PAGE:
Geographically, Dominica is situated between Martinique in the south and Guadeloupe in the north. It covers 290 square miles and is the largest of the Windward Islands. The capital of Dominica is Roseau, which is located in the southeast. The island’s population is slightly over 70,000 and includes about 3,000 indigenous Caribs who live in the northeast and still practice their customs, traditional arts and basketry.
Dominica’s main attraction is its natural “wild” beauty, which lures many hikers and mountain climbers. It is the one island that may well be much the same as it was when Christopher Columbus first spotted it. The lush flora of Dominica is probably unrivalled in the Caribbean, due largely to the frequent rainfall the island receives. The landscape is also dominated by dense tropical rainforests backdropped by mountain slopes. The highest peak is Morne Diablotin at more than 1,400 meters. In the south, you’ll find Morne Trois Pitons which peaks at about 1,390 meters. You’ll also find hot springs, bubbling lakes, volcanic sulphur vents, gorgeous waters, and clear streaming rivers including the Layou River in the central regions flowing westward and Belle Fille River which flows east; much of the island remains unexplored.
The island has about 470 miles of roads that are paved but poorly maintained. Taxis and minibuses are available for hire. Do not get in a taxi without registration numbers that start with the letter “H”. If you need a taxi after 6:00PM, be sure to book in advance as there are fewer taxis operating during the evenings. Minibuses are the cheapest way to travel around the island. There are also fishing boats available for hire if you want to sightsee or deep-sea fish.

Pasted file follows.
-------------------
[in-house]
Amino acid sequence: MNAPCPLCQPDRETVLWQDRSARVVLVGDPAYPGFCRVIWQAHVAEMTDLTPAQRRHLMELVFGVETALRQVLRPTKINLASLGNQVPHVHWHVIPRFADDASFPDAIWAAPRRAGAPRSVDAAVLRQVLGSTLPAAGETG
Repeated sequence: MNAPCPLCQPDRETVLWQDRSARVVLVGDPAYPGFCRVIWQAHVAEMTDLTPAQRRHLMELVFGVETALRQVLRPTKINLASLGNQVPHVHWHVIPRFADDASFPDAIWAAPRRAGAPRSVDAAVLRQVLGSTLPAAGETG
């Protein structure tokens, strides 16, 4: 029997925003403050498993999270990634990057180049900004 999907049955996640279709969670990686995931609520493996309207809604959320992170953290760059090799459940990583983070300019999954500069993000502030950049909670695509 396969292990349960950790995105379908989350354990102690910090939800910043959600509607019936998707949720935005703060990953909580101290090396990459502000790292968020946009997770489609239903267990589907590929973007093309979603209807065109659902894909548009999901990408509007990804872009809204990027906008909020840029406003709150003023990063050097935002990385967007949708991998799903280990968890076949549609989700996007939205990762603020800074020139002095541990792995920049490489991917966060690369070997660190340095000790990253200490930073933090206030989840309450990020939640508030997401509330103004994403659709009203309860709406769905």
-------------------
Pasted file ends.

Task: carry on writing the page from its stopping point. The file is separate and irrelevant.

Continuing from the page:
Dominica was originally inhabited by Caribs. Christopher Columbus spotted the island in 1493 on his second voyage to the New World. The first Europeans to settle Dominica were the French in the 1630s. The French and British battled over the island in the 1740s, which continued until the British defeated the French in 1759. But in 1778, the French recaptured the island. All this time, slaves used Dominica and its dense forests as a refuge in their escape from the plantations of neighboring islands. In 1783, the island once again reverted to the British. But guerrilla wars between plantation owners allied with the French and the new British conquerors persisted until 1814 when the French were finally defeated once and for all.
During the late 19th century and well into the 20th century, Dominica became the world’s largest lime producer, the bulk of the juice coming from the Rose’s Lime Juice Factory. In 1967, Dominica became a self-governing member of the West Indies Associated States, although still affiliated with the United Kingdom. The next decade saw a period of political unrest, as the Dreads waged a violent war against the leaders of the island. They were eventually eradicated. Dominica finally obtained full independence from the UK in 1978.
“Dominica (Commonwealth of) Travel Guide – Overview.” < http://www.worldtravelguide.net/country/76/country_guide/Caribbean/Dominica-Commonwealth-of.html>
“Introduction to Dominica.” < http://www.frommers.com/destinations/dominica/2371010001.html>
Philpott, Don. Visitor’s Guide to the Windward Islands. Ashbourne: Moorland Publishing Company Ltd., 1996. ISBN: 0861905598.
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 Philpott, 28
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